Flurry of concerns ahead for Sequenom
Sequenom Inc. invested $400,000 in 2009 into the Grand Rapids laboratory that is the focal point of its nascent molecular diagnostics business, according to the company’s third quarter filing with the Securities and Exchange Commission.
The money was put into “higher rent, communications and general facilities” for the Sequenom Center for Molecular Medicine, the filing disclosed. Sequenom also attributed $800,000 of increased depreciation primarily to the SCMM.
The San Diego company said it plans to launch two new tests in early 2010 that also would be handled by its Grand Rapids laboratory. Like its test for Down syndrome, which has been delayed due to problems with clinical trial results, the new tests target fetal DNA and RNA circulating in the blood of pregnant mothers.
“We expect to launch the RhD and gender determination tests late in the first quarter or early in the second quarter in 2010,” Interim CEO Harry F. Hixson Jr. said during a quarterly earnings conference call last week.
Those would be processed at the Grand Rapids lab in addition to Sequenom’s SensiGene CF Carrier test, which identifies adults who have genetic markers for cystic fibrosis. The cystic fibrosis test hit the market in 18 states last month.
The laboratory is located in Grand Valley State University’s Cook-DeVos Center for Health Sciences in Grand Rapids, while administrative offices are in the Arena Station building. Sequenom purchased the lab a year ago from the Van Andel Institute and Spectrum Health.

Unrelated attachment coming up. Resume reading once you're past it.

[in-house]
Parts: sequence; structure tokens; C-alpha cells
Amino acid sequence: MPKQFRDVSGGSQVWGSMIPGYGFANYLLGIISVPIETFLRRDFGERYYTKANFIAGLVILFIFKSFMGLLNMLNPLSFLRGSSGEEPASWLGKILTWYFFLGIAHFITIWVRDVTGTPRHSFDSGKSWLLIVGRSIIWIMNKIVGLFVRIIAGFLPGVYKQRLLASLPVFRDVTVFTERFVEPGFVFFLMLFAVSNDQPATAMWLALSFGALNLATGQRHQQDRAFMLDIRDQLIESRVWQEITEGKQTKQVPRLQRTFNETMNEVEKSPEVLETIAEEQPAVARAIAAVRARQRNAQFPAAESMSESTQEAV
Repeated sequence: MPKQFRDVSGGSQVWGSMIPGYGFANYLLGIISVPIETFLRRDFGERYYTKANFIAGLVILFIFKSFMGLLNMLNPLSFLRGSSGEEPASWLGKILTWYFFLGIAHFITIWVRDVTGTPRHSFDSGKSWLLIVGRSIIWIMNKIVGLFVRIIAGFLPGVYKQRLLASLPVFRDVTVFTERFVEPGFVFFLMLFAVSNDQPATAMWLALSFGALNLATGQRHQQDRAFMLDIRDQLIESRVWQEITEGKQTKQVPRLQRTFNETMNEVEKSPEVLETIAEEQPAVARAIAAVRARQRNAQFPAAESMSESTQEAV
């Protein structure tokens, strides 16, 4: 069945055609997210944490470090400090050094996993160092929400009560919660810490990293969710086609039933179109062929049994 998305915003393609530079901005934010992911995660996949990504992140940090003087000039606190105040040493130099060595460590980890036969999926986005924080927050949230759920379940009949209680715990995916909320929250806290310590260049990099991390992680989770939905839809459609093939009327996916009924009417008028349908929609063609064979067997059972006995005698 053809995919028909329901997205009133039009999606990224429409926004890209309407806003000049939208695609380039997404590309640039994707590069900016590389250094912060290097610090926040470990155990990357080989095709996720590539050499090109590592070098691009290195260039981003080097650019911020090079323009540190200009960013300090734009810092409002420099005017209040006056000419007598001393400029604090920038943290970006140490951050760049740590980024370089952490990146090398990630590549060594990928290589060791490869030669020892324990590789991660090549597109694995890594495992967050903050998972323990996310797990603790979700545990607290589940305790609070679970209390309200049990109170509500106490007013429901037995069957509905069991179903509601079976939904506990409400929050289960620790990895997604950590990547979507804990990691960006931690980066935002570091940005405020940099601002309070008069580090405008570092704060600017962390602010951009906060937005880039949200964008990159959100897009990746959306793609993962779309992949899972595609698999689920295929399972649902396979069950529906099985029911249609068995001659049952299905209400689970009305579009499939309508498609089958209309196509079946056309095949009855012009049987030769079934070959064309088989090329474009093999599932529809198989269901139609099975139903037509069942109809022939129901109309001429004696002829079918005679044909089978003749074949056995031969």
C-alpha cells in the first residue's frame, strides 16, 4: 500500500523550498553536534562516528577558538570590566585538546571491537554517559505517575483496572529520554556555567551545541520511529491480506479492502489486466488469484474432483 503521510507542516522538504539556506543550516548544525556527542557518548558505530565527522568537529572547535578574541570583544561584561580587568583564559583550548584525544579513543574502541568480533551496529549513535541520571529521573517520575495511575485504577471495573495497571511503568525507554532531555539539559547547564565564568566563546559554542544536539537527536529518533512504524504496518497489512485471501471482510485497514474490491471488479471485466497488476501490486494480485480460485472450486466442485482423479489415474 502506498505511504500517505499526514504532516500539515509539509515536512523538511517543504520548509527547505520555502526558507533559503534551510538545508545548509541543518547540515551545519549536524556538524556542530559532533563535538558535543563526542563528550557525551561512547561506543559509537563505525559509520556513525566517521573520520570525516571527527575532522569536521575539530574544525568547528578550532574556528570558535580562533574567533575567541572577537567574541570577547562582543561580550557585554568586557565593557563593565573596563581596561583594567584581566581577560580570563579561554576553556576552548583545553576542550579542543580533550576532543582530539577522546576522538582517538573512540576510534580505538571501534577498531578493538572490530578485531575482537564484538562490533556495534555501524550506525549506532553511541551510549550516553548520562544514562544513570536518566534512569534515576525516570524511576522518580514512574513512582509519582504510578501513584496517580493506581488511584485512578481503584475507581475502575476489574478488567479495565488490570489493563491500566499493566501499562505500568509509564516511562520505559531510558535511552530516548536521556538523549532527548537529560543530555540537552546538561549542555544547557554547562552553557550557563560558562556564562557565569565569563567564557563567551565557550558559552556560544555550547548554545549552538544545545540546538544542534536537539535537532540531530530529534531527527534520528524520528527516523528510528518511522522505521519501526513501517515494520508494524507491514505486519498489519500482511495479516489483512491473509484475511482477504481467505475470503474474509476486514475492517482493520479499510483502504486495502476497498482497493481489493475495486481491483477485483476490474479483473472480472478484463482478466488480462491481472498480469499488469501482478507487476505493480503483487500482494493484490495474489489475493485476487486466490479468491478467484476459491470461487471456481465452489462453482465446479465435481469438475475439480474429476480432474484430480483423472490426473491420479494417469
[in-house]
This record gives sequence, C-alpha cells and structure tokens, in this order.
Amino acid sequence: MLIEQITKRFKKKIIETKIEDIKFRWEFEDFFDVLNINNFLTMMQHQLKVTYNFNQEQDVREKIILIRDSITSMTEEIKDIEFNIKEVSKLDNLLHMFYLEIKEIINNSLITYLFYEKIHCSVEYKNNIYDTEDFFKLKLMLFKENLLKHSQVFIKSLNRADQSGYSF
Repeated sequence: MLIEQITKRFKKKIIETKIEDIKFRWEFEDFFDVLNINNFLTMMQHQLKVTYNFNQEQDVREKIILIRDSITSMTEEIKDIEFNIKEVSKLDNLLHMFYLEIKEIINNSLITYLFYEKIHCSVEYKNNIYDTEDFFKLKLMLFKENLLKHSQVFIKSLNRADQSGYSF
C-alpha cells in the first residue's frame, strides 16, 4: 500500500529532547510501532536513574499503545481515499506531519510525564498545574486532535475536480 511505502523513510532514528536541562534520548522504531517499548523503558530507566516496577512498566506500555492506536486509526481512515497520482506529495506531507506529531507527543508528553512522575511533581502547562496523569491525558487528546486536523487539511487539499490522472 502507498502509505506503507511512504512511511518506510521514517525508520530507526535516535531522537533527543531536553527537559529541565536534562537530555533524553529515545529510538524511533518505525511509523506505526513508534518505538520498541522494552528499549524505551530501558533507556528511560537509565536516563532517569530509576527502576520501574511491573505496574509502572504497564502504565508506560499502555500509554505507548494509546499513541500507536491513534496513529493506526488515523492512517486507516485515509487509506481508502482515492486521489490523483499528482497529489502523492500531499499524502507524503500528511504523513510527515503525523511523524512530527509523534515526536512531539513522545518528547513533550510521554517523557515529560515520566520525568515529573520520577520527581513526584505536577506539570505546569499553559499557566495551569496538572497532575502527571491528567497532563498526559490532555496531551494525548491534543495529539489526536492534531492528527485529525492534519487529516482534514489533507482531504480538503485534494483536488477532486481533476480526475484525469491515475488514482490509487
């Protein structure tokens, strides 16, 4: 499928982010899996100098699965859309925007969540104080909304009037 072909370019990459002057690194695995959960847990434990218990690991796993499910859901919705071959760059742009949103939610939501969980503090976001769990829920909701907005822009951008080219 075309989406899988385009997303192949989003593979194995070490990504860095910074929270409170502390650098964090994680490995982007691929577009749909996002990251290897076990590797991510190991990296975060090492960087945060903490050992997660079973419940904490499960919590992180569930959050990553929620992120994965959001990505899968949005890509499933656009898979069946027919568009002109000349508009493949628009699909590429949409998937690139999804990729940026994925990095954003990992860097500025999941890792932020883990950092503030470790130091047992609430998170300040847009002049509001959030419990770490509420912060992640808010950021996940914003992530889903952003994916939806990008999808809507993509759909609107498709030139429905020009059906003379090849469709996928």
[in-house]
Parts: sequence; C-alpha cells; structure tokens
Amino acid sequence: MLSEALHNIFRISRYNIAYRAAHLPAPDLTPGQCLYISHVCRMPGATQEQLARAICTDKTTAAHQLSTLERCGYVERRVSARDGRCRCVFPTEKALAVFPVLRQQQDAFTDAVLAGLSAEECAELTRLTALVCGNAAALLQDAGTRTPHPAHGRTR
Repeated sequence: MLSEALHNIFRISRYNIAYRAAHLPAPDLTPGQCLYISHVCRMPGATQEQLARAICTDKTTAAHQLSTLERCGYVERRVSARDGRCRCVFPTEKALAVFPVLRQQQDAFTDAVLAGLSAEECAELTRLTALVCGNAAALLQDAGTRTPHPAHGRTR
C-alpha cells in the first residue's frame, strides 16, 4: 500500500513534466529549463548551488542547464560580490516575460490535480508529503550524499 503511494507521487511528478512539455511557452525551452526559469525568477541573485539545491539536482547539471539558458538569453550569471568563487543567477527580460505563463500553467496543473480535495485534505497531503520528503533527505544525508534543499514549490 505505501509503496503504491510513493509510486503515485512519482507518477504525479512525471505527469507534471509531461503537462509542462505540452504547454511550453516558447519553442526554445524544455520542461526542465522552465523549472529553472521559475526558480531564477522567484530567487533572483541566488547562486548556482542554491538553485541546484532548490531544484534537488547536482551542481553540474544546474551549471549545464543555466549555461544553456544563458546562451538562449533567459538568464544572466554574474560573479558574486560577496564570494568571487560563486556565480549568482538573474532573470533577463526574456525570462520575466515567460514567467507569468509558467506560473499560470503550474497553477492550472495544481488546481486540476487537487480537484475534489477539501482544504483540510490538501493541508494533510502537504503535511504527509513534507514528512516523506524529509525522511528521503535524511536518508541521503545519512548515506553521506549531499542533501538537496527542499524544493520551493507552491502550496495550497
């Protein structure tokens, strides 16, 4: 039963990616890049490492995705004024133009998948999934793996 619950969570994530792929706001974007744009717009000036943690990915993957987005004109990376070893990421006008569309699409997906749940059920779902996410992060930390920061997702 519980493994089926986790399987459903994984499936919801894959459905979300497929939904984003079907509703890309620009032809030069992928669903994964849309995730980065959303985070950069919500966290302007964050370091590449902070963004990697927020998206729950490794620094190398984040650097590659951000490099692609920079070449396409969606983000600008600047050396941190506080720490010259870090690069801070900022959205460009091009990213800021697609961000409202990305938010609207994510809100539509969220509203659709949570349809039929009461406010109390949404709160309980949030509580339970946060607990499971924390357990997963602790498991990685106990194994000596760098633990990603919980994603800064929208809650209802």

But without an infusion of capital and cost-cutting measures, 2010 could be a difficult year for the San Diego public company, the filing states.
According to the filing, Sequenom expects to have about $39 million in cash, cash equivalents and marketable securities by Dec. 31, which isn’t enough to support the company’s current spending rate during 2010.
“Our business will require additional investments that we have not yet secured,” the filing states, and threatens the company’s ability to continue as “a going concern.”
Hixson that Sequenom may turn to debt or equity capital markets next year. Sequenom is reviewing its product development programs as it plans for 2010.
“We plan to identify those programs which will receive priority attention, those projects which will be shelved for the time being and those projects which might either be sold, out-licensed or partnered,” Hixson said.
Last week, Paul Meier took over as Sequenom’s interim CFO. Previously, Meier was CFO at Ligand Pharmaceuticals.
Sequenom purchased the Grand Rapids lab in November 2008. It paid the VAI and Spectrum Health with 187,794 shares of common stock, valued at the time at $3.6 million. The company also paid $400,000, which is to be held in an escrow account until May in case of indemnification claims. The company counted $2.9 million toward goodwill. As of last week, the stock value was less than $600,000.